The TFI International boss has taken what appears to be a new approach to next year’s contract negotiations with the Teamsters union, and it may not sit well with the Teamsters’ management.
Alain Bédard, chairman of the board, president and chief executive officer of the Montreal transportation giant, hinted Friday that he wanted to dispense with a nationally uniform wage structure for workers at LTL carrier TForce Freight, l former UPS Freight that TFI (NASDAQ: TFII) acquired from UPS Inc. (NYSE: UPS) in January 2021 for $800 million in cash. In its place, there could be a contract that sets wages based on worker geography.
The upcoming talks “will be a major shift for us as we now involve our operational staff in the next discussion” with the Teamsters, Bedard told analysts after the company’s first quarter results were released Thursday.
Bédard said he doesn’t want lawyers involved in the negotiations. “We want operational guys” at the negotiating table, he said.
TFI’s acquisition of UPS Freight, completed almost a year ago, brought approximately 14,000 UPS Freight employees, including 11,500 Teamster members, into the TFI fold. The current five-year contract expires on July 31, 2023.
The Teamsters don’t generally negotiate contracts based on geographic concerns. While UPS’s main or primary contract covering more than 300,000 small package workers includes additional contracts that are negotiated regionally, there is virtually no pay variation based on worker geography, said Ken Paff, head of the national Teamsters organization for a Democratic Union, a splinter group from the Teamsters.
“I don’t see the [Teamsters] accept different salaries in different areas at all levels,” Paff said in an email Friday.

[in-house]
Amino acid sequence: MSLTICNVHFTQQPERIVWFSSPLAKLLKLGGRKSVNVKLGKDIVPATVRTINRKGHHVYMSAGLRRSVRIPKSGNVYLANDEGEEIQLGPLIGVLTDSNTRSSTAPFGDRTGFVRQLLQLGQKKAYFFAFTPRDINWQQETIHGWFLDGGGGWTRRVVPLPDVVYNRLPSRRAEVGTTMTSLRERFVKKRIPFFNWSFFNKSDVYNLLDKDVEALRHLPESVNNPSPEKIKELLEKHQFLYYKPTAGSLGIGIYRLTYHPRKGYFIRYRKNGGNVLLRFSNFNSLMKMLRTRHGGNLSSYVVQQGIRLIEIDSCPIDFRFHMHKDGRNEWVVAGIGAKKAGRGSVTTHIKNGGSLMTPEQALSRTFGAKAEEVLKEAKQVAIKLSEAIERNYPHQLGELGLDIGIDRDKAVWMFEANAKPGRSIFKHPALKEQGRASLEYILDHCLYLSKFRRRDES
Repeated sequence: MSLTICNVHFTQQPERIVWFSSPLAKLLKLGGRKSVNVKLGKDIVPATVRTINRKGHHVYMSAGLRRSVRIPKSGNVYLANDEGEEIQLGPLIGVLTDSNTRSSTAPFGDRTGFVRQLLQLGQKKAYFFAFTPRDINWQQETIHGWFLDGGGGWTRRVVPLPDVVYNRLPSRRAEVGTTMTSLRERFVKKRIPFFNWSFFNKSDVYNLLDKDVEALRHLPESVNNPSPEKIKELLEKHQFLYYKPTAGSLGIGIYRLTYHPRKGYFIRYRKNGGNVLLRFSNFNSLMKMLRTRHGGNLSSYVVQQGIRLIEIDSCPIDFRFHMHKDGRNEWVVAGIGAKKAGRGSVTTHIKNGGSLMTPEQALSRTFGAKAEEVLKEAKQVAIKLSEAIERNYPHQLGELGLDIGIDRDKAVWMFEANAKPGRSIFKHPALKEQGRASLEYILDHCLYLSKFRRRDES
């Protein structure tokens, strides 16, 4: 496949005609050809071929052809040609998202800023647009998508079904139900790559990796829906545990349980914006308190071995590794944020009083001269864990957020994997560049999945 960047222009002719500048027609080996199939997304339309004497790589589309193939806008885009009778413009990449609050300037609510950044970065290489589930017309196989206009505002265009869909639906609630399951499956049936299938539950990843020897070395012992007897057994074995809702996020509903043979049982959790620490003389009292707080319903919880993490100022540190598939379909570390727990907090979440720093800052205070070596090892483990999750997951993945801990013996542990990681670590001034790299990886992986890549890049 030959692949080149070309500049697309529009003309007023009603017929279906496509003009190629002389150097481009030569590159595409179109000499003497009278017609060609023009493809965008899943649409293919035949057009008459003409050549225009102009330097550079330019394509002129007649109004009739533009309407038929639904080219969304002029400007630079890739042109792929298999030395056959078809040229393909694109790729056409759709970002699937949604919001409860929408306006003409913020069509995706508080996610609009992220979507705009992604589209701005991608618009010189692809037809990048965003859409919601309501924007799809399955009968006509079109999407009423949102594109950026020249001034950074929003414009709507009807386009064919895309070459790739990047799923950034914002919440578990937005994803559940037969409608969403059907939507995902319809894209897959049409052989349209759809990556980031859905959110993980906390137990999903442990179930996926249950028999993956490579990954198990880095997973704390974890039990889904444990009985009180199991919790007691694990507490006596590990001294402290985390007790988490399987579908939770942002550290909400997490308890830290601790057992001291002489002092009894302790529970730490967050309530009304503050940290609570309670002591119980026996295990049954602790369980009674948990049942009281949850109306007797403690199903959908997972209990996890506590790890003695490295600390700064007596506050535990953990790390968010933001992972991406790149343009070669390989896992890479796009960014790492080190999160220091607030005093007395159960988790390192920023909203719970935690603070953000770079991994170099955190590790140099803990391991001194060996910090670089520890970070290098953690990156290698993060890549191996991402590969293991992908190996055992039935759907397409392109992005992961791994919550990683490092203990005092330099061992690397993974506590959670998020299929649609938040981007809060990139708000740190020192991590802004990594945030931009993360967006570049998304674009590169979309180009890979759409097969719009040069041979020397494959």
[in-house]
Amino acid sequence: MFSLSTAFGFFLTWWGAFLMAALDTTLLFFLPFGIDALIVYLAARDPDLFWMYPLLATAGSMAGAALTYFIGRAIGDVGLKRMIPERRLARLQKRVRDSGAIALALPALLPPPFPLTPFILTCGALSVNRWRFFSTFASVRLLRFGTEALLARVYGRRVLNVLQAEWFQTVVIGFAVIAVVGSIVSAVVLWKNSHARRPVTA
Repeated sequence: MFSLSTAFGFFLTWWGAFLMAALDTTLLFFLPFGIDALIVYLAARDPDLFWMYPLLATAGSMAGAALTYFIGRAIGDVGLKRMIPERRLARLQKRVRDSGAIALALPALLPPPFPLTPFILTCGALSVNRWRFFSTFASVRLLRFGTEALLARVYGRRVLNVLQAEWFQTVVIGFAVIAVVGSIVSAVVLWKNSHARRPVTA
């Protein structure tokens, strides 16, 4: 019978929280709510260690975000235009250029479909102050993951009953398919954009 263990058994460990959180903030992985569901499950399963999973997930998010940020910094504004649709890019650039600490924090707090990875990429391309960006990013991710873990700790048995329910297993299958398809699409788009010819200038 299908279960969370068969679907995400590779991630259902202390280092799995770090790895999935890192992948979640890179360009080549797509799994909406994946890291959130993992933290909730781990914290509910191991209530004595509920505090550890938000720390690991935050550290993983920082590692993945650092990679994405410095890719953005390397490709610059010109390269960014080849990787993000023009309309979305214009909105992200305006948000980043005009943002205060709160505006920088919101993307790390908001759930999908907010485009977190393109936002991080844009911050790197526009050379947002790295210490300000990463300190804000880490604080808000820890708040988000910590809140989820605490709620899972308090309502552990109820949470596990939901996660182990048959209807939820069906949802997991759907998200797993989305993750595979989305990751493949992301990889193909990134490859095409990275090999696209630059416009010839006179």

The Teamsters did not respond to requests for comment.
Bedard’s comments came as TFI reported strong first-quarter results. Adjusted diluted earnings per share came in at $1.68, well above consensus estimates of $1.30 per share. Operating profit more than doubled year-over-year to $219.8 million. Revenue, including nearly $300 million from fuel surcharges, nearly doubled to $2.2 billion. The LTL segment generated $835.4 million in revenue and $94.8 million in operating profit.
TFI entered 2022 in the best shape in its history, Bedard told analysts.
Shares fell 3.6% amid a massive drop in US stock prices. TFI shares have been on a rollercoaster ride since the start of the year. The shares were hit by three separate sell-offs; the most recent and severe sent the stock price crashing to $80.44 per share from around $111 per share five weeks ago.
Bascome Majors, analyst for Susquehanna Investment Group, said the recent declines present a compelling buying opportunity. TFI “remains attractively priced for what it is: a high-quality, diversified North American transportation company. But more importantly, the shares are very cheap for what they could be, as capital allocation is expected to be deeply accretive over time as M&A opportunities and the value of TFI’s own shares present in a potential freight recession.
Majors has a 12-month target price of $112 per share.
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